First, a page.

16. The messages consumers take away from a particular statement in an advertisement depend
on the overall context in which that statement appears. Accordingly, the Commission ordinarily
evaluates each advertisement in its entirety. It is difficult to determine what messages consumers take
away from a generic statement about a particular class of products without placing that statement in the
context of an actual advertisement.
17. The history of low tar cigarettes provides an example. One recent survey of current
evidence concludes that although low tar cigarettes were initially marketed as safer alternatives than
regular cigarettes, recent evidence suggests that they may convey no such benefit. See National Cancer
Institute, Risks Associated with Smoking Cigarettes with Low Machine-Measured Yields of Tar
and Nicotine, Smoking and Tobacco Control Monograph No. 13, at 9 (2001)
("When all of the
epidemiological evidence is considered in the context of what is currently known about cigarette design
and compensation, it does not support the conclusion that a reduction in disease risks has occurred in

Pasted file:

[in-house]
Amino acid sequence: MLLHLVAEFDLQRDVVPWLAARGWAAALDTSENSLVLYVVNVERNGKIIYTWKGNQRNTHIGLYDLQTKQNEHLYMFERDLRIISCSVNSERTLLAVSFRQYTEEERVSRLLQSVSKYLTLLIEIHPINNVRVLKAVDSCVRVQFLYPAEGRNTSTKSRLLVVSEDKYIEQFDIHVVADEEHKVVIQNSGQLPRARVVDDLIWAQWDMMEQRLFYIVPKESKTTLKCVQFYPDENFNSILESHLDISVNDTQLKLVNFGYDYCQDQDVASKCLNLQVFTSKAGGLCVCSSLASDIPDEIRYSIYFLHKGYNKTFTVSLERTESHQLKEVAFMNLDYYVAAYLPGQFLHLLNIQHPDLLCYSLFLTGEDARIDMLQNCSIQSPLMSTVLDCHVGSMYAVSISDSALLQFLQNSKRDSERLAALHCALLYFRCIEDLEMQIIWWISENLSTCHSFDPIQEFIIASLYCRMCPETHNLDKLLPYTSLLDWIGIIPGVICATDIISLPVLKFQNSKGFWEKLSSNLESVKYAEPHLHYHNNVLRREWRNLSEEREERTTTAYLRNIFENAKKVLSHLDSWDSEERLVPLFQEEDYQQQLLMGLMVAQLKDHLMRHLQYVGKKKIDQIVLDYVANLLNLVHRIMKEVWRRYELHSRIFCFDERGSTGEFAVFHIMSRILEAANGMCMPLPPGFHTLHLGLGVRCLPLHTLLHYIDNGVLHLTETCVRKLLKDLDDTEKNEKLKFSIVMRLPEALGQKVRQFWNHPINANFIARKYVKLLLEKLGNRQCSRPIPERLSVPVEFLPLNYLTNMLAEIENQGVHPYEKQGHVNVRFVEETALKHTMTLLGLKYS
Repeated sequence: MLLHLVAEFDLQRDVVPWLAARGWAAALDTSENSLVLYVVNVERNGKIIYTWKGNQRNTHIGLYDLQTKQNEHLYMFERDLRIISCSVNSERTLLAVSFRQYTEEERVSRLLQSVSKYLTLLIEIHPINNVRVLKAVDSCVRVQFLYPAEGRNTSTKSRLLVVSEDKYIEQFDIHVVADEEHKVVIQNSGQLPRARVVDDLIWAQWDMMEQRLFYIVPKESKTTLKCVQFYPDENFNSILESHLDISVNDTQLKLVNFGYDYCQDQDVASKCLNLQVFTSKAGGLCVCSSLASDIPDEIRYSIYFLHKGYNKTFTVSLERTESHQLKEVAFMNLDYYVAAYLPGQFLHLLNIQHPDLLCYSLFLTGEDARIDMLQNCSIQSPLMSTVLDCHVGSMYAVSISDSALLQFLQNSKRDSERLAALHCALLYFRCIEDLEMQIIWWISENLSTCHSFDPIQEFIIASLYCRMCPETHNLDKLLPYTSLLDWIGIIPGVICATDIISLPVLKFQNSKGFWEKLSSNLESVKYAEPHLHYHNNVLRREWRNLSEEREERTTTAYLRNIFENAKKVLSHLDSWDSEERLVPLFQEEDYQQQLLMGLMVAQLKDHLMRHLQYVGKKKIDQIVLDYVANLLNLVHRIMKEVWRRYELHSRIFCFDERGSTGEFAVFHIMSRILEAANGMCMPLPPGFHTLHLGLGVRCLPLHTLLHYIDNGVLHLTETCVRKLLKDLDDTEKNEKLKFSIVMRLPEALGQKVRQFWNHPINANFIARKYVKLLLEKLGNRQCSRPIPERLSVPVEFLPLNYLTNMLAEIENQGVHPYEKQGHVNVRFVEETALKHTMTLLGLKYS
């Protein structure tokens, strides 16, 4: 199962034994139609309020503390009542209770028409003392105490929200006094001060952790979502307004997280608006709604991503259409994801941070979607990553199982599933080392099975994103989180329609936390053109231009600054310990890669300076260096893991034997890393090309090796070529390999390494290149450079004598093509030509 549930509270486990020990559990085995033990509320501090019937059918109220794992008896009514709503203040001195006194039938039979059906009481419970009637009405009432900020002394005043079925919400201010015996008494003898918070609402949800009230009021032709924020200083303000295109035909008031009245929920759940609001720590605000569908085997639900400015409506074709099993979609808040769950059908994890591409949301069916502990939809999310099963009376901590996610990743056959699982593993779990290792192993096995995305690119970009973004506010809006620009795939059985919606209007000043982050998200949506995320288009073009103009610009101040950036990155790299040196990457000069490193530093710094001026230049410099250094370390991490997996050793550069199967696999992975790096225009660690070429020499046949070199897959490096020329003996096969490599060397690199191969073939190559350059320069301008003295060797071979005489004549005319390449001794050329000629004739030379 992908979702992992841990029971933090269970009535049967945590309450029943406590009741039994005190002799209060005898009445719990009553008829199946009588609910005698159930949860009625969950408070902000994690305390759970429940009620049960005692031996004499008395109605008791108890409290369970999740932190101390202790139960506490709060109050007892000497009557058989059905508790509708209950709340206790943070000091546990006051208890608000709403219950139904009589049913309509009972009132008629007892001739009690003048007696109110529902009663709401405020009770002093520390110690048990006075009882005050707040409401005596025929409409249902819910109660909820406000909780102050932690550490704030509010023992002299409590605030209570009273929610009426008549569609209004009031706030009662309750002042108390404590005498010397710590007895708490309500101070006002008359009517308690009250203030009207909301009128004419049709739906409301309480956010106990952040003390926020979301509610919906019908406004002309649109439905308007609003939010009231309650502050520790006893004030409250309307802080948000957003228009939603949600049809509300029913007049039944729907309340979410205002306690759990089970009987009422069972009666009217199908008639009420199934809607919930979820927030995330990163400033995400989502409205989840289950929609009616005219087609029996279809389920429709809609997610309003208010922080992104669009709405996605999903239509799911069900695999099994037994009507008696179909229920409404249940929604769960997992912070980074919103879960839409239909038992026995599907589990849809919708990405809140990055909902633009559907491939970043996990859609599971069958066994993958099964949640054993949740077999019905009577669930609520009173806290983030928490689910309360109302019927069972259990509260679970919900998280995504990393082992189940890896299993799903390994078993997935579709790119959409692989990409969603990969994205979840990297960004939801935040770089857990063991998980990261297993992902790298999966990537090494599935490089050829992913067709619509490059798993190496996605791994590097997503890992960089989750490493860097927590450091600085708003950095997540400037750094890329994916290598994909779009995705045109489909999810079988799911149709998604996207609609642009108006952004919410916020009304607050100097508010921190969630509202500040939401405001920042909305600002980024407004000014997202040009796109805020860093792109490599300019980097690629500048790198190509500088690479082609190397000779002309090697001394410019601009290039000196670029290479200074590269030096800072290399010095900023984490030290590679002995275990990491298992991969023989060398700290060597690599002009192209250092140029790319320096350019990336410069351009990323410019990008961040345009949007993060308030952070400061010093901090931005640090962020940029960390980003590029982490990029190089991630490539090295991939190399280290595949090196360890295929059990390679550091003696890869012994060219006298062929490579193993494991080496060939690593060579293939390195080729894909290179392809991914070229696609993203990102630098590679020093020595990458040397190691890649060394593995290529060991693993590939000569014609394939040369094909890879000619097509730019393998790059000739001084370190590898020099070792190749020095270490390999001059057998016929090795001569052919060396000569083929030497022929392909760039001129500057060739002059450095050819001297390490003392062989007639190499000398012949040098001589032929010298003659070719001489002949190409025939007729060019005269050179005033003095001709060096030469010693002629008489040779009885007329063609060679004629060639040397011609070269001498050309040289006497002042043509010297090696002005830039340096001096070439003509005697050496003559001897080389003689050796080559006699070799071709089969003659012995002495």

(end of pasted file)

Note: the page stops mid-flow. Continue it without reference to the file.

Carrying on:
the population of smokers due to the design changes that have occurred in cigarettes over the last 50
18. Tobacco is not the only category of products for which the Commission turns to other
federal entities that possess specialized scientific expertise. For example, the FTC works closely with
the Food and Drug Administration in the dietary supplement field, and with the Environmental
Protection Agency in the areas of energy conservation, gasoline marketing, and claims for pesticides.
19. E.g., Institute of Medicine, Clearing the Smoke: Assessing the Science Base for
Tobacco Harm Reduction 6 (2001) (potential reduced-exposure products "are potentially beneficial,
but the net impact on population health could, in fact, be negative. The effect on public health will
depend upon the biological harm caused by these products and the individual and community behaviors
with respect to their use.").
20. E.g., Letter from Matthew L. Myers, President, Campaign for Tobacco-Free Kids to The
Honorable Donald S. Clark, Secretary, Federal Trade Commission (Feb. 25, 2002) (comparative
health claims made for smokeless tobacco must not only be truthful, but should promote the public
health); Letter from Henry A. Waxman, U.S. House of Representatives and Senator Richard J. Durbin,
United States Senate to The Honorable Donald S. Clark, Secretary, Federal Trade Commission